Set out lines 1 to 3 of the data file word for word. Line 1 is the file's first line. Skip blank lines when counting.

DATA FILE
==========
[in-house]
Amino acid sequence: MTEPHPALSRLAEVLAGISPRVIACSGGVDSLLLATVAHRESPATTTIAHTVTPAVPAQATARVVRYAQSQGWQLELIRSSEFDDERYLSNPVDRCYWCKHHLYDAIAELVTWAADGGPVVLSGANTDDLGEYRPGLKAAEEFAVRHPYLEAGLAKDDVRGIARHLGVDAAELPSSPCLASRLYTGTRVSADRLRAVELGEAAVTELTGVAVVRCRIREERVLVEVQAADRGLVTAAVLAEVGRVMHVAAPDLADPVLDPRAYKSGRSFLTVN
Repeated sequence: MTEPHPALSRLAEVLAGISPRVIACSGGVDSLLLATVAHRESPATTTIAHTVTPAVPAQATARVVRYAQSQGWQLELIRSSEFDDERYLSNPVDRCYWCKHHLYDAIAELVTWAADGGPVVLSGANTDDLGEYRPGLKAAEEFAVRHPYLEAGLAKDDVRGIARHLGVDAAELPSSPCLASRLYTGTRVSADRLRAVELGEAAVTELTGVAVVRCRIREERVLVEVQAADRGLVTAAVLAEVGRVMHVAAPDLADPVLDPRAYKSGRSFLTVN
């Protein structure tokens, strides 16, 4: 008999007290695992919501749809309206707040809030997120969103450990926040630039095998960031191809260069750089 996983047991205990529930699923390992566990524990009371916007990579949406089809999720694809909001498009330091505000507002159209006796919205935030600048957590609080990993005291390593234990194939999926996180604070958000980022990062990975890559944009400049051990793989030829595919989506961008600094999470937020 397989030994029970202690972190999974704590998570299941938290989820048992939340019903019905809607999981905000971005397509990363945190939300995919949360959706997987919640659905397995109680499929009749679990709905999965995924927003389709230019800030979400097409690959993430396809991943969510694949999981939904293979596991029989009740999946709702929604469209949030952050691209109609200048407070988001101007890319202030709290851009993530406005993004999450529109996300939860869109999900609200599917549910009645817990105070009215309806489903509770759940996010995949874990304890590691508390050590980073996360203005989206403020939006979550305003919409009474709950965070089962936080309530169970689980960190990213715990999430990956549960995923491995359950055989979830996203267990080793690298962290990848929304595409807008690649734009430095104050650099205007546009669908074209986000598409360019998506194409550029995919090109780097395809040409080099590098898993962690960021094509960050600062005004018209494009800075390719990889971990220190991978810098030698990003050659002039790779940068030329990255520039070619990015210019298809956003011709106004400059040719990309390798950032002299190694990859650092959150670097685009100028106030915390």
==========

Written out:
[in-house]
Amino acid sequence: MTEPHPALSRLAEVLAGISPRVIACSGGVDSLLLATVAHRESPATTTIAHTVTPAVPAQATARVVRYAQSQGWQLELIRSSEFDDERYLSNPVDRCYWCKHHLYDAIAELVTWAADGGPVVLSGANTDDLGEYRPGLKAAEEFAVRHPYLEAGLAKDDVRGIARHLGVDAAELPSSPCLASRLYTGTRVSADRLRAVELGEAAVTELTGVAVVRCRIREERVLVEVQAADRGLVTAAVLAEVGRVMHVAAPDLADPVLDPRAYKSGRSFLTVN
Repeated sequence: MTEPHPALSRLAEVLAGISPRVIACSGGVDSLLLATVAHRESPATTTIAHTVTPAVPAQATARVVRYAQSQGWQLELIRSSEFDDERYLSNPVDRCYWCKHHLYDAIAELVTWAADGGPVVLSGANTDDLGEYRPGLKAAEEFAVRHPYLEAGLAKDDVRGIARHLGVDAAELPSSPCLASRLYTGTRVSADRLRAVELGEAAVTELTGVAVVRCRIREERVLVEVQAADRGLVTAAVLAEVGRVMHVAAPDLADPVLDPRAYKSGRSFLTVN